There are other payment systems, both Russia's System for Transfer of Financial Messages (SPFS) and the Chinese Cross-Border Interbank Payment System (CIPS) that can be used between some 'friendly' countries for transactions involving the renminbi. CIPS will perhaps be of some importance for Russia to settle renminbi trade, but it is unclear how important it is at this time. (See my article 'Beware the Ides of March' for a detailed discussion.) There are other mechanisms for effecting payment between partners, such as currency swaps, and payment in gold (where the gold doesn't leave the paying countries vaults, only title changes). Add to that simple corresponding bank to corresponding bank payment (with friendly countries, of course). Any form of notification, from email to text would do. SWIFT is not needed.

"In order to mitigate sanctions risks to trade and economic cooperation between Russia and Latin America, we are consistently working to introduce alternative financial mechanisms to Western ones, and that includes [...] direct correspondent relations between banks. We are also taking a number of other steps towards this goal"
Foreign Ministry Spokeswoman Maria Zakharov, June 8, 2022.

Currency swaps are likely to become increasingly attractive to businesses in China and Russia as the ruble is becoming a very stable currency. A 24.5 billion currency swap between the People's Bank of China and the Central Bank of China was tried in 2014, but the volatility of the ruble and the huge trade imbalance made it of limited use. A further swap line was opened in 2020. Details of it's importance remain murky.

Russia is also experimenting with blockchain payment and digital rubles (and digital yuan), but again, no further details have emerged so far. My overall impression is that there is relatively little interest in ruble use by the average Chinese business, and the major flow is yuan for investment in major Russian strategic projects - and that happens virtually as state-directed transactions.

SWIFT captures huge amounts of statistical data about money flows from country to country and business to business. Information on Russian transactions will now become invisible to the west.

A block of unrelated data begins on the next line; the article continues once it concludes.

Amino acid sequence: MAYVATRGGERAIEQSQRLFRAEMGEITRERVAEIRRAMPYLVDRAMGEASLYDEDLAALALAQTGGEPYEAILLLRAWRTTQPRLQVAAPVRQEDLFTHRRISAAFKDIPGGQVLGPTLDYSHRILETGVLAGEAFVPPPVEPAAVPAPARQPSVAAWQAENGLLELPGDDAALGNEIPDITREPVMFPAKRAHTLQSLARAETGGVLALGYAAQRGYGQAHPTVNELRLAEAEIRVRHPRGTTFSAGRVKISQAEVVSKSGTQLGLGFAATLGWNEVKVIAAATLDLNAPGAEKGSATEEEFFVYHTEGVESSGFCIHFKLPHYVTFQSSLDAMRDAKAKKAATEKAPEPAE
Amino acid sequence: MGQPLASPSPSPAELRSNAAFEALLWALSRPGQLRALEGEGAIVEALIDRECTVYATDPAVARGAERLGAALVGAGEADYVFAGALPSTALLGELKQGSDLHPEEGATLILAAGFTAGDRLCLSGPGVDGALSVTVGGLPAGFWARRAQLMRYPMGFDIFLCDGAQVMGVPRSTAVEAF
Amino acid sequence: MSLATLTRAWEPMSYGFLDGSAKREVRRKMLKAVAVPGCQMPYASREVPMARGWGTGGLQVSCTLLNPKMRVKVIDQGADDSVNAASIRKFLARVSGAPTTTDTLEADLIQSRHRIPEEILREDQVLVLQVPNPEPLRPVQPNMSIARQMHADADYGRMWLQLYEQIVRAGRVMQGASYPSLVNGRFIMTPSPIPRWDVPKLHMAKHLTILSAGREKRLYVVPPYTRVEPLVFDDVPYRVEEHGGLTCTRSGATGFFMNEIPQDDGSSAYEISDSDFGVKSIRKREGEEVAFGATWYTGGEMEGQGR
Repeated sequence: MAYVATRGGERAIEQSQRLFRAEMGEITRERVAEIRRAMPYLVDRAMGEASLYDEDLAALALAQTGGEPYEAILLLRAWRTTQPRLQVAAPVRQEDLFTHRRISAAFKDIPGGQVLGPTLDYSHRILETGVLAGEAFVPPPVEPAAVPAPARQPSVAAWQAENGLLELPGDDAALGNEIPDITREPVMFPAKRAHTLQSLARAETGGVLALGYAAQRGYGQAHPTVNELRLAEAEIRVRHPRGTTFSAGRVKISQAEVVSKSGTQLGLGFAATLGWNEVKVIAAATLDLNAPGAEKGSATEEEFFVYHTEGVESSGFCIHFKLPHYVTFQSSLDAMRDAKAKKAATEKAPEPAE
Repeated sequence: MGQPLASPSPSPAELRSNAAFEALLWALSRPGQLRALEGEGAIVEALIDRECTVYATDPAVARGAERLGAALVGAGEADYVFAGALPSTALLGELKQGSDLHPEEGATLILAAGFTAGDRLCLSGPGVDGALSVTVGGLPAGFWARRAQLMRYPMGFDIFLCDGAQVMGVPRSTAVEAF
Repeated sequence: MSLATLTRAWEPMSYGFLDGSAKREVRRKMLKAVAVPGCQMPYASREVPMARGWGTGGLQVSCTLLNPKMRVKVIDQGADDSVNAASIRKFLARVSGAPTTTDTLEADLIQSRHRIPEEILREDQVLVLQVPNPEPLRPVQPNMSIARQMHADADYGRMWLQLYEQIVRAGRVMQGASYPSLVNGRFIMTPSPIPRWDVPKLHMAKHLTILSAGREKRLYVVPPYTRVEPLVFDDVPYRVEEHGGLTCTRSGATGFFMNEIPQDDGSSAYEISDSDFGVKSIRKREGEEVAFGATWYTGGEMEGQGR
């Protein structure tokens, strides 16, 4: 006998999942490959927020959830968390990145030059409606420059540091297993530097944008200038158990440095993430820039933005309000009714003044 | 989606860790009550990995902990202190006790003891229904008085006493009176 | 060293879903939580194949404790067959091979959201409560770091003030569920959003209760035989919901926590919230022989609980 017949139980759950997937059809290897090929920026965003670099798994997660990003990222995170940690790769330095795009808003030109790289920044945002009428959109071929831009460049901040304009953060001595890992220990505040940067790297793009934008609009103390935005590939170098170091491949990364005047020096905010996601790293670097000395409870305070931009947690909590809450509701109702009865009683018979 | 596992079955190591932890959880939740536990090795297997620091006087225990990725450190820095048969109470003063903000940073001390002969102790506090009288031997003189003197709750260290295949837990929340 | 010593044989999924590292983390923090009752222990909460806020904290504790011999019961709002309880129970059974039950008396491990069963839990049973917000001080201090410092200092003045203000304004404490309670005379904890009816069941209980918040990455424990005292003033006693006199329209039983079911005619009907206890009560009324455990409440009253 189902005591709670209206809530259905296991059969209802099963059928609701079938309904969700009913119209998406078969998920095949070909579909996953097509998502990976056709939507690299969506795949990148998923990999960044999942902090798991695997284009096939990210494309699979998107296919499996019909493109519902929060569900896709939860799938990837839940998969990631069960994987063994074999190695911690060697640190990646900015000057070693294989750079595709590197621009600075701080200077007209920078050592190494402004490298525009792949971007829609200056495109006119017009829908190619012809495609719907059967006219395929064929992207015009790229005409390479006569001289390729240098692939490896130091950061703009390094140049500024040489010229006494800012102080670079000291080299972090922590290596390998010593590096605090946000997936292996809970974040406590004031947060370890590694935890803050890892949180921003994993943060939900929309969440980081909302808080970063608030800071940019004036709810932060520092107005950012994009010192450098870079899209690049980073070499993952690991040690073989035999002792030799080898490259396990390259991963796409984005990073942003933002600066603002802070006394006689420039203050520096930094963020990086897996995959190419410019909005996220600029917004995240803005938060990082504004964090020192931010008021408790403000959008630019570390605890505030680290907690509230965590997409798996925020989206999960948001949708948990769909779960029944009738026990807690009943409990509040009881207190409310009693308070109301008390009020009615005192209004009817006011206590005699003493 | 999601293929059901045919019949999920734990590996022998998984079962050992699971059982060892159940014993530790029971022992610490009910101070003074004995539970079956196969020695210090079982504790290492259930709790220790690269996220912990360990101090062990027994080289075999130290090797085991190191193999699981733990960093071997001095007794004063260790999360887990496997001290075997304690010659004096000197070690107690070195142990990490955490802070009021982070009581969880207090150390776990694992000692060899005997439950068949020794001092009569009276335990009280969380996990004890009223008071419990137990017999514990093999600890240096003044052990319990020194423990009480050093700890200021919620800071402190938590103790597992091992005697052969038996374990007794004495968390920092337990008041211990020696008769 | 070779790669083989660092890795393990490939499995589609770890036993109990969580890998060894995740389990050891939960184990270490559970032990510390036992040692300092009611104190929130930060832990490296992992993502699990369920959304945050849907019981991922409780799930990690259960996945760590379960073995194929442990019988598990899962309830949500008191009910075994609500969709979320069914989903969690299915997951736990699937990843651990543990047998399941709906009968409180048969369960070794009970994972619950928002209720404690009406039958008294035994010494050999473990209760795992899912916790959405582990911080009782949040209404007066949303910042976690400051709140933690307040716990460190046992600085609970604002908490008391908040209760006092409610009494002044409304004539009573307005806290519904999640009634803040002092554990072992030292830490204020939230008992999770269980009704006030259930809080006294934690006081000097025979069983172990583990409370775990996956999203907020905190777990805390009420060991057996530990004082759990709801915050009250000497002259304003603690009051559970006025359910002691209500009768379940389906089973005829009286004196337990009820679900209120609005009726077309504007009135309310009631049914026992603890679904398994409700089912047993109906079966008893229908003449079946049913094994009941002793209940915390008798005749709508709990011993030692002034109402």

Freeze Russian bank accounts in the US and EU

"When they froze the Russian assets in dollars, euro, yens, and the pound sterling for the amount of more than 300 billion euros or dollars, those were mostly the money kept in Western banks after we received payments from them, from the Western countries, for our gas deliveries. In other words, they paid us, and they stole the money from us because those were the currencies which are linked to the Western banking system"
Sergey Lavrov April 2022

On the 8th of April 2022 the fifth round of EU sanctions, designed to be "broader and sharper, so that they cut even deeper into the Russian economy" but "calibrated in order to minimise the negative consequences on the Russian population", according to the EU. The restrictions included freezing the assets of four major Russian banks (VTB Bank, Bank Otkritie, Sovcombank and Novikombank - together they are 23% of the Russian banking market). Not only have the correspondent bank accounts held by these four banks at EU banks been frozen, but all further transactions in the EU have been 'banned'. Transactions with Gazprom bank in the EU for energy products continue, but Gazprombank in the USA is blocked.

In contrast, USA allows transactions with other banks (Vnesheconombank, Otkritie, Sovcombank, Sberbank, VTB, Alfa-Bank, and the Central Bank of Russia) for energy production and shipping (including shipping), energy products themselves - oil, LNG, coal, wood, and anything to do with nuclear power plants, including fuel assemblies and uranium in any other form. Corresponent accounts with Sberbank remain blocked, presumably to hamper the payment of salaries of US-based Russian news media (part of the US censorship campaign).